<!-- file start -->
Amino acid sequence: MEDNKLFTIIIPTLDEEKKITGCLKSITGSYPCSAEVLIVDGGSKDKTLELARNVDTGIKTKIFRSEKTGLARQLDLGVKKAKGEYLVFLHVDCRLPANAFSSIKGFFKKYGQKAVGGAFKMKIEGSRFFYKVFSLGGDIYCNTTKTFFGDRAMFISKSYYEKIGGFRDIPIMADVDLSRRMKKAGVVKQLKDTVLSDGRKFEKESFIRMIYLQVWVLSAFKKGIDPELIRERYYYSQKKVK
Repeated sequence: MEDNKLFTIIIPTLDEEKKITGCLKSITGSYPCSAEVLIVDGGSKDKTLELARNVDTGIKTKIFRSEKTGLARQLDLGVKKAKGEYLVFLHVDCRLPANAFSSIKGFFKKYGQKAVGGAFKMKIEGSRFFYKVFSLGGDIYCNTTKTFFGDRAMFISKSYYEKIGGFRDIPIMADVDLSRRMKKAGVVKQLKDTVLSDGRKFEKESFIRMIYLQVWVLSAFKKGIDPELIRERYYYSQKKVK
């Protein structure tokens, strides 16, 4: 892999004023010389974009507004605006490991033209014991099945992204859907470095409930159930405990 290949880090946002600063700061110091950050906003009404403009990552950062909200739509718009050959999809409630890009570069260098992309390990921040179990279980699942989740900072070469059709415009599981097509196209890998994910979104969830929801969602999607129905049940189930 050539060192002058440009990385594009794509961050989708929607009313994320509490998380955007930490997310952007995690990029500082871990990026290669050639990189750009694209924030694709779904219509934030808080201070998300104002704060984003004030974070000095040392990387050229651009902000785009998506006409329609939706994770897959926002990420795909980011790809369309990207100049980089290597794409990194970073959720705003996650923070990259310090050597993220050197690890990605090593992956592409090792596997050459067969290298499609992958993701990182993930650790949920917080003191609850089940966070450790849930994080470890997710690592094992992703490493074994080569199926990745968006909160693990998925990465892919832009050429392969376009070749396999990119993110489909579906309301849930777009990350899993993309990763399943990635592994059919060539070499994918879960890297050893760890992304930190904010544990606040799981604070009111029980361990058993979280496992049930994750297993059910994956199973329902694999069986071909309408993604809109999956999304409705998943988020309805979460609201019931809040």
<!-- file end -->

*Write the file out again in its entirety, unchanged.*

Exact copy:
Amino acid sequence: MEDNKLFTIIIPTLDEEKKITGCLKSITGSYPCSAEVLIVDGGSKDKTLELARNVDTGIKTKIFRSEKTGLARQLDLGVKKAKGEYLVFLHVDCRLPANAFSSIKGFFKKYGQKAVGGAFKMKIEGSRFFYKVFSLGGDIYCNTTKTFFGDRAMFISKSYYEKIGGFRDIPIMADVDLSRRMKKAGVVKQLKDTVLSDGRKFEKESFIRMIYLQVWVLSAFKKGIDPELIRERYYYSQKKVK
Repeated sequence: MEDNKLFTIIIPTLDEEKKITGCLKSITGSYPCSAEVLIVDGGSKDKTLELARNVDTGIKTKIFRSEKTGLARQLDLGVKKAKGEYLVFLHVDCRLPANAFSSIKGFFKKYGQKAVGGAFKMKIEGSRFFYKVFSLGGDIYCNTTKTFFGDRAMFISKSYYEKIGGFRDIPIMADVDLSRRMKKAGVVKQLKDTVLSDGRKFEKESFIRMIYLQVWVLSAFKKGIDPELIRERYYYSQKKVK
């Protein structure tokens, strides 16, 4: 892999004023010389974009507004605006490991033209014991099945992204859907470095409930159930405990 290949880090946002600063700061110091950050906003009404403009990552950062909200739509718009050959999809409630890009570069260098992309390990921040179990279980699942989740900072070469059709415009599981097509196209890998994910979104969830929801969602999607129905049940189930 050539060192002058440009990385594009794509961050989708929607009313994320509490998380955007930490997310952007995690990029500082871990990026290669050639990189750009694209924030694709779904219509934030808080201070998300104002704060984003004030974070000095040392990387050229651009902000785009998506006409329609939706994770897959926002990420795909980011790809369309990207100049980089290597794409990194970073959720705003996650923070990259310090050597993220050197690890990605090593992956592409090792596997050459067969290298499609992958993701990182993930650790949920917080003191609850089940966070450790849930994080470890997710690592094992992703490493074994080569199926990745968006909160693990998925990465892919832009050429392969376009070749396999990119993110489909579906309301849930777009990350899993993309990763399943990635592994059919060539070499994918879960890297050893760890992304930190904010544990606040799981604070009111029980361990058993979280496992049930994750297993059910994956199973329902694999069986071909309408993604809109999956999304409705998943988020309805979460609201019931809040």